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(Comment Deleted) by xth (2.00 / 0) #3 Sat Dec 19, 2009 at 01:01:26 PM EST

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(Comment Deleted) by xth (4.00 / 1) #4 Sat Dec 19, 2009 at 01:04:13 PM EST

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I'd second you on Hong Kong by lm (4.00 / 1) #5 Sat Dec 19, 2009 at 01:12:09 PM EST
Judged only by internationalism, Toronto gets bandied about quite a bit.

Kindness is an act of rebellion.
[ Parent ]
Where? by Tonatiuh (4.00 / 1) #16 Sun Dec 20, 2009 at 10:54:28 AM EST
In Canada?

Toronto does not figure as major city anywhere.

Yeah, it is the kind of town everybody has heard about, but nobody really refers to it as a centre of power, culture or money.

[ Parent ]
The UN by lm (4.00 / 1) #19 Sun Dec 20, 2009 at 12:42:45 PM EST
According to the United Nations, Toronto is the most cosmopolitan city on the planet.

Your point about power and money is well taken. This is why I qualified my previous comment to being ``judged only by internationalism.''


Kindness is an act of rebellion.
[ Parent ]
I think that is based.. by infinitera (4.00 / 1) #20 Sun Dec 20, 2009 at 01:03:41 PM EST
On the majority of Toronto residents being born outside of Canada, and being from a rather large number of places of origin.

[…] a professional layabout. Which I aspire to be, but am not yet. — CheeseburgerBrown

[ Parent ]
Singapore is a derided autocracy.... by Tonatiuh (4.00 / 1) #15 Sun Dec 20, 2009 at 10:52:57 AM EST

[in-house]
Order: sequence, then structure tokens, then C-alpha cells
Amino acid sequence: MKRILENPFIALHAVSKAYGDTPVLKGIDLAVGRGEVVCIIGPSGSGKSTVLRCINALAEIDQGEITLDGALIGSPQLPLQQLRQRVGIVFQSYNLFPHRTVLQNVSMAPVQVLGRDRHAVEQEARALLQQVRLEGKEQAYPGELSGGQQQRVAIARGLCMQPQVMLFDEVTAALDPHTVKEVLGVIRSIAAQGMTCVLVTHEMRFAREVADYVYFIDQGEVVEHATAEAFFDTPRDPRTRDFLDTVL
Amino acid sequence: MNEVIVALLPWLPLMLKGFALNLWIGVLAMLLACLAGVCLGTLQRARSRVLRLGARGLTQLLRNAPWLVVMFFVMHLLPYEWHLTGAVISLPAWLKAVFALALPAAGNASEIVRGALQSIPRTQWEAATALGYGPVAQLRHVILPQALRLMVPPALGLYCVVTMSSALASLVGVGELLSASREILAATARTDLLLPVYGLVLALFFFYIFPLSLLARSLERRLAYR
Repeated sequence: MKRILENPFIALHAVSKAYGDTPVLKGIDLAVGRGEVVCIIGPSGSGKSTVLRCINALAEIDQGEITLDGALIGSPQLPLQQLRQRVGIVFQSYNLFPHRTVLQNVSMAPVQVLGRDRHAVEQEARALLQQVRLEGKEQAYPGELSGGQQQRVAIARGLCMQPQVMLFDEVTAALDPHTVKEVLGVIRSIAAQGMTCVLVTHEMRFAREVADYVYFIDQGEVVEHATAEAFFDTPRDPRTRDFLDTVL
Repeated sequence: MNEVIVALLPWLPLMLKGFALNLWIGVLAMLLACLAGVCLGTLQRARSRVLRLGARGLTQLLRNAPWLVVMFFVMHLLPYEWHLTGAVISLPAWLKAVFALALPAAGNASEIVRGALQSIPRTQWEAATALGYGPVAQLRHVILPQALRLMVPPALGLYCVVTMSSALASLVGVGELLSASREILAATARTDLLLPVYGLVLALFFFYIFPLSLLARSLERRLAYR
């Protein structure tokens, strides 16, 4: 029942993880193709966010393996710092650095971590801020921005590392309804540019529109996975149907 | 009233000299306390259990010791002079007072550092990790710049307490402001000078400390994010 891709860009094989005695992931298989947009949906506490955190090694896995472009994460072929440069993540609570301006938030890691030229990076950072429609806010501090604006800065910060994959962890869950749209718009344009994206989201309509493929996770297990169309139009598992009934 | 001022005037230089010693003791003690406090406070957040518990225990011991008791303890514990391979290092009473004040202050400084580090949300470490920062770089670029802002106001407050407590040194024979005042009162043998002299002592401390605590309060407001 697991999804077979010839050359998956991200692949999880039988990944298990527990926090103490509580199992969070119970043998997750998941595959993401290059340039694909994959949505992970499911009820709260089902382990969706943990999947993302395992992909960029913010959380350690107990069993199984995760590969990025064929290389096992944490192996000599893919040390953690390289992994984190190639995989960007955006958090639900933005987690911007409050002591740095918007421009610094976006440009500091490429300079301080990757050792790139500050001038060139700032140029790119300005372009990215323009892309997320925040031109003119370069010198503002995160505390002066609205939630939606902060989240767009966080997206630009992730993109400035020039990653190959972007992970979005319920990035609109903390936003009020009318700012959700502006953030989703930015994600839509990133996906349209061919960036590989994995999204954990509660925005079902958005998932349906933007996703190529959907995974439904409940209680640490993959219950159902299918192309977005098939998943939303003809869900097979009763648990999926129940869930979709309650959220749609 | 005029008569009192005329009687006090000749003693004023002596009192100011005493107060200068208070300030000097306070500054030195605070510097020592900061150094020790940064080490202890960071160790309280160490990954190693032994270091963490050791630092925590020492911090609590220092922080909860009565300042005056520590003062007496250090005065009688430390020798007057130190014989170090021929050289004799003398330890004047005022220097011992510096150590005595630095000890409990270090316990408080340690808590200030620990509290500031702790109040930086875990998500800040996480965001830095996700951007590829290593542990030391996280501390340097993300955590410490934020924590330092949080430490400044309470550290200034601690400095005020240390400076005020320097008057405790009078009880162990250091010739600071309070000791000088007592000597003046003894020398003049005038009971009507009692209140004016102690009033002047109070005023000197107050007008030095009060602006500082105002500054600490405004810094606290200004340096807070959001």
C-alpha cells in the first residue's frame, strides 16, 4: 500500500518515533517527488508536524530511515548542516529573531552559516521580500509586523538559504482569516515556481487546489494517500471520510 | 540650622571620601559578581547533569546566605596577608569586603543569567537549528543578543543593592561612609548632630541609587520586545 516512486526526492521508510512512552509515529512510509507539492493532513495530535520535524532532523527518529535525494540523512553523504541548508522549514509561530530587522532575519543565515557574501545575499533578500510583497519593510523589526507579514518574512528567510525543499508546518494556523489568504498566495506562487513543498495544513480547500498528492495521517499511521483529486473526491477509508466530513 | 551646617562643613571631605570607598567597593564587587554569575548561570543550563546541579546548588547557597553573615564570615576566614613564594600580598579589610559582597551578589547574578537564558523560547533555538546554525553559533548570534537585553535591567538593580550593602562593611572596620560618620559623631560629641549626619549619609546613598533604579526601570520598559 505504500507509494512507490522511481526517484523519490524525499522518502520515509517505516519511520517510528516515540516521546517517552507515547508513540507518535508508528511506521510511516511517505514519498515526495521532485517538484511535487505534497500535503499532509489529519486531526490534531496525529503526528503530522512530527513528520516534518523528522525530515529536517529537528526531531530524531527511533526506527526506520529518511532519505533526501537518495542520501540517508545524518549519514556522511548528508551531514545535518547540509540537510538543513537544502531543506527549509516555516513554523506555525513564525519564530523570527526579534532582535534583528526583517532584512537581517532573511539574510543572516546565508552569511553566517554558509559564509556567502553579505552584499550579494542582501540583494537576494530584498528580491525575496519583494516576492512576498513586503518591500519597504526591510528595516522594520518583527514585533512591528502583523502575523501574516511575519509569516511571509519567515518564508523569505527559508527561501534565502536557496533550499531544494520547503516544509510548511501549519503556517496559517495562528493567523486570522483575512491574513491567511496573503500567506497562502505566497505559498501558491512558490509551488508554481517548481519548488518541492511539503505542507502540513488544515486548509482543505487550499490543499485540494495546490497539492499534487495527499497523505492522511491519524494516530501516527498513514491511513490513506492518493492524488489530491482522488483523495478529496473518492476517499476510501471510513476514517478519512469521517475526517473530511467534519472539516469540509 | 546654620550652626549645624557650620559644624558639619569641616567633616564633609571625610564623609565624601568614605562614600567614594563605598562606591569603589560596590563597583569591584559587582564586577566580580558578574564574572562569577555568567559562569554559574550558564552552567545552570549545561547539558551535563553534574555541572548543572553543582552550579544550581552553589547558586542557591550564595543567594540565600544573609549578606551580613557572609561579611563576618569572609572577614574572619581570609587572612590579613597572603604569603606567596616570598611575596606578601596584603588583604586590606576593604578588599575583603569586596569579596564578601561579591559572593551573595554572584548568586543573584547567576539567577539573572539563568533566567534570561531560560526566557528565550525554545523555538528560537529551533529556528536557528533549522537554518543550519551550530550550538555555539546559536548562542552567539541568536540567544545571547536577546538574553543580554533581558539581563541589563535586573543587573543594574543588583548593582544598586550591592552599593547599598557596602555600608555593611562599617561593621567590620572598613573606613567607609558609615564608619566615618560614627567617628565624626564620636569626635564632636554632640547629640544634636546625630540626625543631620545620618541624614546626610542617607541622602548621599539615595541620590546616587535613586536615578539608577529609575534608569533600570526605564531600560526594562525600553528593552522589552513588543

Hong Kong is not even master of its own future...

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(Comment Deleted) by xth (2.00 / 0) #25 Sun Dec 20, 2009 at 04:40:10 PM EST

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It depends. by Tonatiuh (2.00 / 0) #26 Mon Dec 21, 2009 at 03:52:57 AM EST
If you are close to the harbour, where there are no tourist landmarks, the police may approach you to check why you are taking pictures there.

In any case suing opposition leaders into economic submission is way above passing unclear guidelines to the police regarding photography.

[ Parent ]
Since he's a history professor by TheophileEscargot (2.00 / 0) #22 Sun Dec 20, 2009 at 03:04:30 PM EST
Doing a history course, I can't really see New York being a candidate. If it was an economics course, sure, but I don't see how it has much historical significance.

As I said it's a fairly young city. But even in its history, it hasn't had that much importance. In the American Revolution it was held by the British until quite a while after the war ended: it didn't have enough strategic significance to affect the course of the war. It wasn't directly involved in the American Civil War at all: it only gets a mention because the draft riots. It's not the capital city, so the big political marches and movements have centred on Washington DC instead.

Boston or Richmond, Virginia would seem to have more significance to an historian of America, but they don't really have significance outside America. New York has artistic and economic importance outside America, but no huge political importance either inside or out.